News

People with eating disorders ‘sent to Scotland due to bed shortage’

Health secretary Jeremy Hunt says sending vulnerable people hundreds of miles away for residential treatment is ‘clearly unacceptable’
Eating disorders

Some people in England with eating disorders are being sent to Scotland for treatment because of bed shortages, it has been reported.

They include teenagers and young adults who have been transferred hundreds of miles from home to residential care units in Glasgow and Edinburgh.

Campaigners have voiced concerns that the practice is adding pressure to vulnerable people already in a life-threatening situation.

Health secretary Jeremy Hunt said it was unacceptable and work was under way to stop inappropriate out-of-area placements over the next five years.

From unit to unit

The Guardian newspaper spoke to the family of one 17 year old who spent time in units in Watford, Hertfordshire, London and Colchester in Essex, before being moved to Edinburgh for life-saving

Some people in England with eating disorders are being sent to Scotland for treatment because of bed shortages, it has been reported.


 Distant out-of-area placements for people with eating disorders put added pressure
on already vulnerable individuals, campaigners warn. Picture: iStock

They include teenagers and young adults who have been transferred hundreds of miles from home to residential care units in Glasgow and Edinburgh.

Campaigners have voiced concerns that the practice is adding pressure to vulnerable people already in a ‘life-threatening situation’.

Health secretary Jeremy Hunt said it was unacceptable and work was under way to stop inappropriate out-of-area placements over the next five years.

‘From unit to unit’

The Guardian newspaper spoke to the family of one 17 year old who spent time in units in Watford, Hertfordshire, London and Colchester in Essex, before being moved to Edinburgh for life-saving treatment.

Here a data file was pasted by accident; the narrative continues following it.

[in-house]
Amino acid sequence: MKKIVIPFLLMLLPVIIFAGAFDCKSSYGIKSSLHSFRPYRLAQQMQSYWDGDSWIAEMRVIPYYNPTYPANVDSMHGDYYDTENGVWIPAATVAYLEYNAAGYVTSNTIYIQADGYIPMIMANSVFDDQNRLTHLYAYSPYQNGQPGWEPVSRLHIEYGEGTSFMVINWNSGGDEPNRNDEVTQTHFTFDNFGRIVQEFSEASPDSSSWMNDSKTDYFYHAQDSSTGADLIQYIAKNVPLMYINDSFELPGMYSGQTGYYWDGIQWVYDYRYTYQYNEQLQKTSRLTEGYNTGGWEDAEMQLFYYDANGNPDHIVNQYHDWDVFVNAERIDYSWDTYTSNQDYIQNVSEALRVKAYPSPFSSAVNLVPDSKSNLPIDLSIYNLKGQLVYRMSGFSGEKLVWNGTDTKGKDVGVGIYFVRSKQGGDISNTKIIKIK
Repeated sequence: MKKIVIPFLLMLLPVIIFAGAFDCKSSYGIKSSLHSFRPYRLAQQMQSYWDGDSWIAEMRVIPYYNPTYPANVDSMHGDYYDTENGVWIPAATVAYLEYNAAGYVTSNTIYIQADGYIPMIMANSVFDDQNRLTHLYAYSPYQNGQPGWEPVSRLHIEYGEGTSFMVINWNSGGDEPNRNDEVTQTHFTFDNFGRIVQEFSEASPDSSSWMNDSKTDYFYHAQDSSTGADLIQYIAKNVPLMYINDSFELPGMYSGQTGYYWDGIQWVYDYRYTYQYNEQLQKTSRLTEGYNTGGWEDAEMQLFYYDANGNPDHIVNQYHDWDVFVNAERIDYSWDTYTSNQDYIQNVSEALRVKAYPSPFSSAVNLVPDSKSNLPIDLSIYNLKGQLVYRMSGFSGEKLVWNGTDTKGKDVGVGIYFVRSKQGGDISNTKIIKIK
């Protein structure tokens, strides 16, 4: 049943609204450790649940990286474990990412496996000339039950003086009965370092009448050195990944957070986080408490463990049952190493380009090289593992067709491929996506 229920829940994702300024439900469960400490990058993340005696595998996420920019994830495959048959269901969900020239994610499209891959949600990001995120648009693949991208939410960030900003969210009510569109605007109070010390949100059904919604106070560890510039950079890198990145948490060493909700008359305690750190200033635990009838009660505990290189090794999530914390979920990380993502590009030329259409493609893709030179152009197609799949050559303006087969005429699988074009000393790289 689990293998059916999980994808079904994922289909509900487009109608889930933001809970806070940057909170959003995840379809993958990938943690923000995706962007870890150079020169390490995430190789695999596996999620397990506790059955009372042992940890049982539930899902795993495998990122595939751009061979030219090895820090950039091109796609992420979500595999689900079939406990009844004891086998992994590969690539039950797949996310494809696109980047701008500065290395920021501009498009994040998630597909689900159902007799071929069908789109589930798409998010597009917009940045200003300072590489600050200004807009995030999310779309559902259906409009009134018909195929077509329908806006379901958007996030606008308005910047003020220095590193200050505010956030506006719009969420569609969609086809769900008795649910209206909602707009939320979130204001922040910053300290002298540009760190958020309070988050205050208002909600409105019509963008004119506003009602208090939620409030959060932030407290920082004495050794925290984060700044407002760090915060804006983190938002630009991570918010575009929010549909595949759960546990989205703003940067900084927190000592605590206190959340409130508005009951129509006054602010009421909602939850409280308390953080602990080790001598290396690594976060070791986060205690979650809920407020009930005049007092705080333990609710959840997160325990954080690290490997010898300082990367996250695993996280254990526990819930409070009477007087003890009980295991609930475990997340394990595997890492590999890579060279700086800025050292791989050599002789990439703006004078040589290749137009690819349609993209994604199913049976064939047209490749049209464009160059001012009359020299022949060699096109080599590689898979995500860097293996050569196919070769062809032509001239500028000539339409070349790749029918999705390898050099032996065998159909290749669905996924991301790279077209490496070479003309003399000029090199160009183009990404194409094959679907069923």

Anup Vyas, from Hemel Hempstead, said his stepdaughter was treated near their home in Hertfordshire for a rare eating disorder before she was moved from unit to unit across the South East.

He told the newspaper her condition is so severe that she is ‘basically being kept alive in Scotland’. ‘NHS England acknowledge that her being so far away is not ideal,’ he said.

The charity Anorexia and Bulimia Care’s chief executive Jane Smith told the newspaper: ‘I’ve seen a rise in calls from people saying their children have been sent far away, miles away, to be looked after because there are either no services nearby or they are full.

Life-threatening

‘This is a life-threatening situation for young people. People are in inpatient care because they are at risk of dying. They are in a very fragile, risky state.’

NHS England said £1.4 billion of cumulative funding will be invested in young people’s mental health services over the next five years.

‘The NHS recently laid out very clear plans to expand staff and services for specialist eating disorders and other mental health problems, in order to tackle and eliminate distant out-of-area placements,’ a spokesperson told the newspaper.

Ministers have also earmarked £150 million for enhanced services in the community.

Mr Hunt said: ‘It is clearly unacceptable for people to be sent hundreds of miles away for care at a time when they need the support of friends and family the most.

‘That’s why in April we committed to a national ambition to eliminate inappropriate out-of-area placements by 2020-21.’


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